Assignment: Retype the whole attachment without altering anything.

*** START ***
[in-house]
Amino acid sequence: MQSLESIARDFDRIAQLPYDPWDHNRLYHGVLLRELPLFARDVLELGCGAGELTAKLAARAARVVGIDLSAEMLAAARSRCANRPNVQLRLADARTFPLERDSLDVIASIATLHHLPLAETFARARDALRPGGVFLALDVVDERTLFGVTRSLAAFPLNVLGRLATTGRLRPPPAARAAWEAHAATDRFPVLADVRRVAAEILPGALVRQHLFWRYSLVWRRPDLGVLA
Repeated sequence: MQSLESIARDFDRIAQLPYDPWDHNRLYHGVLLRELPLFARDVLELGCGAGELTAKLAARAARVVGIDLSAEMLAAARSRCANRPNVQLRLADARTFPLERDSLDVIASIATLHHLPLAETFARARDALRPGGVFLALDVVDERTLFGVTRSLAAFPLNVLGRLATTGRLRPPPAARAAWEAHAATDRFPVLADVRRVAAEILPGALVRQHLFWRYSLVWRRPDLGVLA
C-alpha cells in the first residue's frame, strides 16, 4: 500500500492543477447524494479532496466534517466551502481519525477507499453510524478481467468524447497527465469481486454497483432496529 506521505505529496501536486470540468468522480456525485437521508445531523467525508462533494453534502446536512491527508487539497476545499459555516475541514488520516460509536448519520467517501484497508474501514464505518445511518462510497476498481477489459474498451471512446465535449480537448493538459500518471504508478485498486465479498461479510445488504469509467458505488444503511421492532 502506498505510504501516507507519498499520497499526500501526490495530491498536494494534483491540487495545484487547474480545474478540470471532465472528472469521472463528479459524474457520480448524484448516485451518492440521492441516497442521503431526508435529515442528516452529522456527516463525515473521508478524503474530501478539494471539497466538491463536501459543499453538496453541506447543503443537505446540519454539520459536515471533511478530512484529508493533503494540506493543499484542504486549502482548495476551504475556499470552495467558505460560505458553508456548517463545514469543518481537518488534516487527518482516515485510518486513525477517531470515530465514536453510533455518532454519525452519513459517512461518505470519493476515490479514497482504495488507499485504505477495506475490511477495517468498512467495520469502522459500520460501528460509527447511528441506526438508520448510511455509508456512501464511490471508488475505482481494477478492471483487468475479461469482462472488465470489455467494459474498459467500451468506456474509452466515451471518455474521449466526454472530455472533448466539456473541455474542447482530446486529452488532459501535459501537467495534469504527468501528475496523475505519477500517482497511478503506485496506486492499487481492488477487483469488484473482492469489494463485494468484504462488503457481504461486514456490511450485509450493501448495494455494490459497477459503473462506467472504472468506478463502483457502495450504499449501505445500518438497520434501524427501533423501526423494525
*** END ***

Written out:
[in-house]
Amino acid sequence: MQSLESIARDFDRIAQLPYDPWDHNRLYHGVLLRELPLFARDVLELGCGAGELTAKLAARAARVVGIDLSAEMLAAARSRCANRPNVQLRLADARTFPLERDSLDVIASIATLHHLPLAETFARARDALRPGGVFLALDVVDERTLFGVTRSLAAFPLNVLGRLATTGRLRPPPAARAAWEAHAATDRFPVLADVRRVAAEILPGALVRQHLFWRYSLVWRRPDLGVLA
Repeated sequence: MQSLESIARDFDRIAQLPYDPWDHNRLYHGVLLRELPLFARDVLELGCGAGELTAKLAARAARVVGIDLSAEMLAAARSRCANRPNVQLRLADARTFPLERDSLDVIASIATLHHLPLAETFARARDALRPGGVFLALDVVDERTLFGVTRSLAAFPLNVLGRLATTGRLRPPPAARAAWEAHAATDRFPVLADVRRVAAEILPGALVRQHLFWRYSLVWRRPDLGVLA
C-alpha cells in the first residue's frame, strides 16, 4: 500500500492543477447524494479532496466534517466551502481519525477507499453510524478481467468524447497527465469481486454497483432496529 506521505505529496501536486470540468468522480456525485437521508445531523467525508462533494453534502446536512491527508487539497476545499459555516475541514488520516460509536448519520467517501484497508474501514464505518445511518462510497476498481477489459474498451471512446465535449480537448493538459500518471504508478485498486465479498461479510445488504469509467458505488444503511421492532 502506498505510504501516507507519498499520497499526500501526490495530491498536494494534483491540487495545484487547474480545474478540470471532465472528472469521472463528479459524474457520480448524484448516485451518492440521492441516497442521503431526508435529515442528516452529522456527516463525515473521508478524503474530501478539494471539497466538491463536501459543499453538496453541506447543503443537505446540519454539520459536515471533511478530512484529508493533503494540506493543499484542504486549502482548495476551504475556499470552495467558505460560505458553508456548517463545514469543518481537518488534516487527518482516515485510518486513525477517531470515530465514536453510533455518532454519525452519513459517512461518505470519493476515490479514497482504495488507499485504505477495506475490511477495517468498512467495520469502522459500520460501528460509527447511528441506526438508520448510511455509508456512501464511490471508488475505482481494477478492471483487468475479461469482462472488465470489455467494459474498459467500451468506456474509452466515451471518455474521449466526454472530455472533448466539456473541455474542447482530446486529452488532459501535459501537467495534469504527468501528475496523475505519477500517482497511478503506485496506486492499487481492488477487483469488484473482492469489494463485494468484504462488503457481504461486514456490511450485509450493501448495494455494490459497477459503473462506467472504472468506478463502483457502495450504499449501505445500518438497520434501524427501533423501526423494525